Modified dose XELIRI shows potential as second-line alternative for metastatic CRC

Roshini Claire Anthony
21 Nov 2017
Modified dose XELIRI shows potential as second-line alternative for metastatic CRC
Prof Tae Won Kim

A modified dose of XELIRI with or without bevacizumab may be an alternative second-line chemotherapy treatment for patients with metastatic colorectal cancer (CRC), according to results of the noninferiority phase III AXEPT* trial.

“Modified XELIRI is an effective, well-tolerated, and more convenient alternative to FOLFIRI as a second-line backbone therapy for metastatic CRC,” presented lead author Professor Tae Won Kim from the Asan Medical Centre, Seoul, Korea, at ESMO Asia 2017 in Singapore.

According to Kim, XELIRI is not recommended by major guidelines in the treatment of mCRC due to the toxicity demonstrated by this regimen in the BICC-C trial. [J Clin Oncol 2007;25:4779-4786] However, a modified XELIRI dose (irinotecan dose reduced from 250 to 200 mg/m2 and capecitabine from 2,000 to 1,600 mg/m2/day) plus bevacizumab demonstrated favourable efficacy and tolerability in previous studies. [Oncologist 2014;19:1131-1132; Ann Oncol 2013;24:1580-1587]

As such, researchers randomized 650 patients from 98 sites in Japan, Korea, and China to FOLFIRI (irinotecan [180 mg/m2 on day 1] plus 5-FU [400 mg/m2 IV bolus on day 1 and 2,400 mg/m2 IV infusion on days 1–3] plus I-LV  [200 mg/m2 on day 1]) with or without bevacizumab (5 mg/kg on day 1) every 2 weeks or modified XELIRI (irinotecan [200 mg/m2 on day 1] plus capecitabine [1,600 mg/m2/day on days 1–14]) with or without bevacizumab (7.5 mg/kg on day 1) every 3 weeks to compare the safety and efficacy of these regimens in patients with metastatic CRC who had progressed during or after first-line chemotherapy.

A lower dose of irinotecan (150 mg/m2) was administered in both groups for patients with UGT1A1 *28 or *6 homo or double heterozygotes.

A majority of patients were ECOG 0–1 and had previous exposure to oxaliplatin (97.8 and 97.2 percent of patients on FOLFIRI and modified XELIRI, respectively).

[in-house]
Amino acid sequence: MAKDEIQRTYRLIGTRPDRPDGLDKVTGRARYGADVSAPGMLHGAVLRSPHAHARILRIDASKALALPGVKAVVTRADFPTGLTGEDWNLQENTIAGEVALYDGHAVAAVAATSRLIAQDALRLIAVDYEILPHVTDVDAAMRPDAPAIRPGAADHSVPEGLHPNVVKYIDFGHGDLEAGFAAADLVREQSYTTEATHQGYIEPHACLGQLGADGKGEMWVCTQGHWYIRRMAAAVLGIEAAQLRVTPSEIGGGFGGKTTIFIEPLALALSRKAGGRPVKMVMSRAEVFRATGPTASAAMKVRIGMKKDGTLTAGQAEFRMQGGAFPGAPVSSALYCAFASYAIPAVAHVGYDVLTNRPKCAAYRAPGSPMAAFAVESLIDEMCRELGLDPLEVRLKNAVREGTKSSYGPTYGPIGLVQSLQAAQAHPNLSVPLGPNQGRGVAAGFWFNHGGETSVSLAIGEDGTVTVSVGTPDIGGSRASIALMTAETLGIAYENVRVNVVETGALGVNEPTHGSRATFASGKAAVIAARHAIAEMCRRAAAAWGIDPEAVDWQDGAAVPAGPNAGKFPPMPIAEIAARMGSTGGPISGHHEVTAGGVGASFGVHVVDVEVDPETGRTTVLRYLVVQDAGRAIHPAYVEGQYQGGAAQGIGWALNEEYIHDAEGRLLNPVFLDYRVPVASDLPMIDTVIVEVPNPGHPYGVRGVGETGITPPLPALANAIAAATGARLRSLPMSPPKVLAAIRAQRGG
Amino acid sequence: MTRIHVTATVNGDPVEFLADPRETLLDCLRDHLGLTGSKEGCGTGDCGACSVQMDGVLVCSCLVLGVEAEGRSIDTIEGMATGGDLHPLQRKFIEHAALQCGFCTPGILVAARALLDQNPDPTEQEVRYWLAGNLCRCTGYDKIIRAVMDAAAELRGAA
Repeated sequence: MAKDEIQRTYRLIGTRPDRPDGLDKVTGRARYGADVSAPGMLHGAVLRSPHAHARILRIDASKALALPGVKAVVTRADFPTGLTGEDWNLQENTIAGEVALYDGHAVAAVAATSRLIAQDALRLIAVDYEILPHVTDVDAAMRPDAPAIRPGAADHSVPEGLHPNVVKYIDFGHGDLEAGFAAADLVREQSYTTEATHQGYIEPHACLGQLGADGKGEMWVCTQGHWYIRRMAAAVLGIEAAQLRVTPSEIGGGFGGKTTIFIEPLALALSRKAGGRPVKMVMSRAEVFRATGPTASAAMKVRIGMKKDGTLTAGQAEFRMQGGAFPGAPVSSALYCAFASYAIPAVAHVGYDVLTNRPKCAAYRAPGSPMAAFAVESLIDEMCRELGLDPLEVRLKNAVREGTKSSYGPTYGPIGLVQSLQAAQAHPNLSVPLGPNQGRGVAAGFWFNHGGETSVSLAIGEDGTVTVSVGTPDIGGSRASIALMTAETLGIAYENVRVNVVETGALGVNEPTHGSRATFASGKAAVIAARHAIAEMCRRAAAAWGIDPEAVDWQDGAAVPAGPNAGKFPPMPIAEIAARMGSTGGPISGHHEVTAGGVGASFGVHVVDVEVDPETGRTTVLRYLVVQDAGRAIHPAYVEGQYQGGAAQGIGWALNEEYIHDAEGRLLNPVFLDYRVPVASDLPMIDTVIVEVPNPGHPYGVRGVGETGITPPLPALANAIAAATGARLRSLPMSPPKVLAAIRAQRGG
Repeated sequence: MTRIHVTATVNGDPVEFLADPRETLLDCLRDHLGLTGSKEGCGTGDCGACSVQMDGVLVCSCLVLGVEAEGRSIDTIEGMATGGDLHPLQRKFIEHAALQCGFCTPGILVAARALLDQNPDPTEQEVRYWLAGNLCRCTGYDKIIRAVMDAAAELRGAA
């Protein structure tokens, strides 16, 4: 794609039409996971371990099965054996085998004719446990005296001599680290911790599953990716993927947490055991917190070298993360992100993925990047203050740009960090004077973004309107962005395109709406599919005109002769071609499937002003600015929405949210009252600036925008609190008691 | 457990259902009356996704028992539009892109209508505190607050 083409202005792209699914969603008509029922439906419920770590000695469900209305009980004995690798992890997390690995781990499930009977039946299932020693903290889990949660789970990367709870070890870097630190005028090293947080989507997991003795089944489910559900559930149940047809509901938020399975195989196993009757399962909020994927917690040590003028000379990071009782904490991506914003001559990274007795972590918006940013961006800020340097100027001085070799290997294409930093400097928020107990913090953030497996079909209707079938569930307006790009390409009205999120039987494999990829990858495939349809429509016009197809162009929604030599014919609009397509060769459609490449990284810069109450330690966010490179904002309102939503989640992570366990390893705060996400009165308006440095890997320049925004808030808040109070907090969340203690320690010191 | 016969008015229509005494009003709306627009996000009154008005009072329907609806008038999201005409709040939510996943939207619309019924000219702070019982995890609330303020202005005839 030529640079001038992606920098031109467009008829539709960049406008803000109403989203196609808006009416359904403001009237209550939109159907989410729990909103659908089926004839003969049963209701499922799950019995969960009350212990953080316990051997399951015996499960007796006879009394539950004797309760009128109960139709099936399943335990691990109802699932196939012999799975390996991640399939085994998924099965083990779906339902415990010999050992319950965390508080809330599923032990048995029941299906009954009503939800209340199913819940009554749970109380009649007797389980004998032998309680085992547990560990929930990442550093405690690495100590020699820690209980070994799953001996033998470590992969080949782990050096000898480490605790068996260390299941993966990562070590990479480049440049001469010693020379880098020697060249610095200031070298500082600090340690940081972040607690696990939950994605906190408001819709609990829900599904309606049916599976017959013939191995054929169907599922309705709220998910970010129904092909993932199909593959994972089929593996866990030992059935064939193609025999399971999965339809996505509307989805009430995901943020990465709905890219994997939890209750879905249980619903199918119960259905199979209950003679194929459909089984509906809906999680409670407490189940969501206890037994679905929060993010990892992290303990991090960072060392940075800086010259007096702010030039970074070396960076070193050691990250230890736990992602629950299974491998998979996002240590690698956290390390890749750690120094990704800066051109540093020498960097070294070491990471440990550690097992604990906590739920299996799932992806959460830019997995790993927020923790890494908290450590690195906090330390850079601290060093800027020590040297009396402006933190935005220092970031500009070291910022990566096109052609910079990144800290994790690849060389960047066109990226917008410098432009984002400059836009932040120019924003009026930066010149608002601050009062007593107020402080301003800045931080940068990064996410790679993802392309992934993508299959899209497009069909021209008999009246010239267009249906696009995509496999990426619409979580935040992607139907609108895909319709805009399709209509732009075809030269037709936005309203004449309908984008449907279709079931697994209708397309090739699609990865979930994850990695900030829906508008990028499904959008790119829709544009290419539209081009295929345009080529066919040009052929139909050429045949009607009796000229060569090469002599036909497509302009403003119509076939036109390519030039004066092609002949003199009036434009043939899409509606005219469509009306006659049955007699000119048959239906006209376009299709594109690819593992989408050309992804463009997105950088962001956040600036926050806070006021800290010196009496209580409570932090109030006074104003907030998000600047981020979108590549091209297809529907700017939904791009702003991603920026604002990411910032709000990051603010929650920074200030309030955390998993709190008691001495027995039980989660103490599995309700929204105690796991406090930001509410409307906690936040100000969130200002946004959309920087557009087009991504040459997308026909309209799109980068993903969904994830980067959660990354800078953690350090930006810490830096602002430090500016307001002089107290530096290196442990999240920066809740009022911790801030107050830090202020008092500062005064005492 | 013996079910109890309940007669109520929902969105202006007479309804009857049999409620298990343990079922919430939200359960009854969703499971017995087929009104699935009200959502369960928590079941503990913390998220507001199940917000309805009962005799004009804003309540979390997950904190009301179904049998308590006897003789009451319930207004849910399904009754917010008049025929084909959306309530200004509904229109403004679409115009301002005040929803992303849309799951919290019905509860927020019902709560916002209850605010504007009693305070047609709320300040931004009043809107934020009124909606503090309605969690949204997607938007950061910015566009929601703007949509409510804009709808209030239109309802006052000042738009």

After a median 15.8-month follow-up period, modified XELIRI was noninferior to FOLFIRI in terms of overall survival (median, 16.8 vs 15.4 months; hazard ratio [HR], 0.85, 95 percent confidence interval [CI], 0.71–1.02; p<0.001 for noninferiority [prespecified margin upper limit HR, 1.3] and p=0.088 for superiority). [ESMO Asia 2017, abstract LBA 3]

Progression-free survival was comparable between patients on modified XELIRI and FOLFIRI (median, 8.4 vs 7.2 months; HR, 0.95, 95 percent CI, 0.81–1.11; p=0.5078).

The overall response rate was 24.2 and 18.4 percent in the modified XELIRI and FOLFIRI arms, respectively, while disease control rate was 77.4 and 71.9 percent, respectively.

The incidence of grade 3–4 adverse events was lower in the modified XELIRI compared with the FOLFIRI arm (53.9 percent vs 72.3 percent; p<0.0001), primarily due to the lower incidence of grade 3–4 neutropenia in the modified XELIRI vs FOLFIRI arm (16.8 percent vs 42.9 percent; p<0.0001). The incidence of febrile neutropenia was comparable between groups (p=0.6718), while the incidence of diarrhoea was higher in the modified XELIRI vs FOLFIRI arm (7.1 percent vs 3.2 percent; p=0.0443).

Based on the results of the AXEPT study, modified XELIRI with or without bevacizumab can replace FOLFIRI with or without bevacizumab especially in the Korean/Japanese/Chinese population using the dose schedule that was utilized in AXEPT, said discussant Dr Ian Chau, consultant medical oncologist from The Royal Marsden, Sutton, UK.

As the dose schedule was previously used in a German study, the regimen might also work in a Western population, he said.

However, Chau did not rule out the possibility that post-trial treatments such as cetuximab, regorafenib, and/or trifluridine/tipiracil, which was given to these patients, may have influenced the survival results.

Dr Rodrigo Dienstmann from the Vall d’Hebron Institute of Oncology, Barcelona, Spain, also pointed to the importance of biomarker analysis and quality of life data pertaining to this regimen.

“Pharmacogenetic studies can also be insightful. There are known genetic variations within the UGT1A1 gene across Asian and non-Asian populations, which may impact on irinotecan toxicity profile … some early studies have [also] found a favourable safety profile with modified XELIRI given every 2 weeks and this deserves further study,” he added.


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